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CDC WONDER API Utility

This is simple a utility written in Java to access the CDC WONDER API. If you are having trouble with another utility and you can compile and run a Java program, this may be of use. You will need to download these files:

WonderAPI.zip contains WonderAPI.java and HttpLight.java. WonderAPI is the utility to run. HttpLight is a simple wrappter around the HttpClient library, which does the http communications. The logging library is used by HttpClient. Feel free to modify the packages in the Java files to something more convenient. WonderAPI sends one request file to the WONDER API and writes the server response to a results file. It takes two parameters, a directory and a file in the directory to send. The filename starts with a dataset code and '_', like the example files. Any and all of these conventions can also be changed, the utility is simply provided as a starting point.

HTTPS Considerations

As of Oct. 5, 2016 the WONDER website requires access using https. The WonderAPI utility handles https communications, you just use https:// in the WONDER server url. In testing https connections we have found a couple of issues that can occur, depending on how the server certificate is set up. The WONDER website currently (Oct. 2016) doesn't have either of these issues, but here are some workarounds should they ever arise.

Trusted Certificate Issue
The HttpClient library uses Java library code to make secure connections, including a list of trusted certificates that is part of the JRE. If a server returns a certificate that's not in the JRE's trusted list, an exception is thrown. If this happens, we have another utility you can use to fix this problem:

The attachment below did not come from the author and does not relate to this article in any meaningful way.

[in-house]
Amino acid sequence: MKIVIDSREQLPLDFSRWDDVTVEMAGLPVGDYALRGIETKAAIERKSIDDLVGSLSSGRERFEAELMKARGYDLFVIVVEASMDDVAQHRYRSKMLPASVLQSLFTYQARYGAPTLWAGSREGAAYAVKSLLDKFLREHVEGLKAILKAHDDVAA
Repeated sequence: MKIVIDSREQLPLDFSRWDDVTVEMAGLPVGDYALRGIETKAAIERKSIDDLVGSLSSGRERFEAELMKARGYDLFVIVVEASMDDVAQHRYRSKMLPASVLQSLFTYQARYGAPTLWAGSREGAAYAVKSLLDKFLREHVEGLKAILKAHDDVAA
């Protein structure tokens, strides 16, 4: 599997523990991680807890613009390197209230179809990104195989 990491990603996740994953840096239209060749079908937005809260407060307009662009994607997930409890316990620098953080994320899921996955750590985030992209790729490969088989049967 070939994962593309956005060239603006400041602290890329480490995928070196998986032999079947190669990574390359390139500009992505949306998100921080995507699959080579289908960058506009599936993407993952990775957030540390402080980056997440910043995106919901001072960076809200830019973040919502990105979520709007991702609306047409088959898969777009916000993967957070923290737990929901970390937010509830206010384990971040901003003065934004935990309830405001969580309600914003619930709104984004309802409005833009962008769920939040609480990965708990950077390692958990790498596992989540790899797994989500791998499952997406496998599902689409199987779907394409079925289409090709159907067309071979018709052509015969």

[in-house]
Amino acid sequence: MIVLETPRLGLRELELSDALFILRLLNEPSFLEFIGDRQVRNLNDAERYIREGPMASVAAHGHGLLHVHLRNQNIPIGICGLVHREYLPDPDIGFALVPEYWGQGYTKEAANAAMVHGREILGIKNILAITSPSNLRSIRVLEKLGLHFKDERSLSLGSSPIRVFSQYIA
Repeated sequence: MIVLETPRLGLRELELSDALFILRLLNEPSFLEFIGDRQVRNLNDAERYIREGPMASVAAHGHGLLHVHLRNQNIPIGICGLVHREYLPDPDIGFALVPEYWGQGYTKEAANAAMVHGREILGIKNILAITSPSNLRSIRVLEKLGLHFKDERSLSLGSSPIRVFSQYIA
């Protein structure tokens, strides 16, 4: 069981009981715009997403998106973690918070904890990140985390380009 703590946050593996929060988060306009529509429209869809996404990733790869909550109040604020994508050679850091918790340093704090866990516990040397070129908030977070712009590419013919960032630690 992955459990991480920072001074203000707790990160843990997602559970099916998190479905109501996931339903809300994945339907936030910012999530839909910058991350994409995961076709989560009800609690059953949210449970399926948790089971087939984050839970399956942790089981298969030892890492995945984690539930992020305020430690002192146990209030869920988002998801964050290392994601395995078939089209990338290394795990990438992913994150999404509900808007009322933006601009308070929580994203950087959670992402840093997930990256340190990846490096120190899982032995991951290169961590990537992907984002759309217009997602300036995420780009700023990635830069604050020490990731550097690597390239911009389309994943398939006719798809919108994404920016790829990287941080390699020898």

The InstallCert utility reads the certificate from the server and adds it to the JRE's trusted certificate list, which allows secure connections to work. If the WonderAPI utility encounters this problem, it prints a message to that effect. You then run InstallCert with the server name. It asks which certificate you want to install, if the server returns more than one certificate, start with the first one. Using the certificate you select, it creates a file called jssecacerts. Copy that file to the jre/lib/security directory and run WonderAPI again.

SNI Issue
SNI is a protocol that sits on top of TLS (the replacement protocol for SSL). By default the JDK has this option enabled. However, some server certificate configurations are not compatible with SNI, causing an exception when a secure connection to the server is attempted. When this happens you need to uncomment the line in WonderAPI that disables SNI, recompile and then try again.

If you have any questions about using these utilities, please contact us.


This page last reviewed: Thursday, October 06, 2016
This information is provided as technical reference material. Please contact us at cwus@cdc.gov to request a simple text version of this document.
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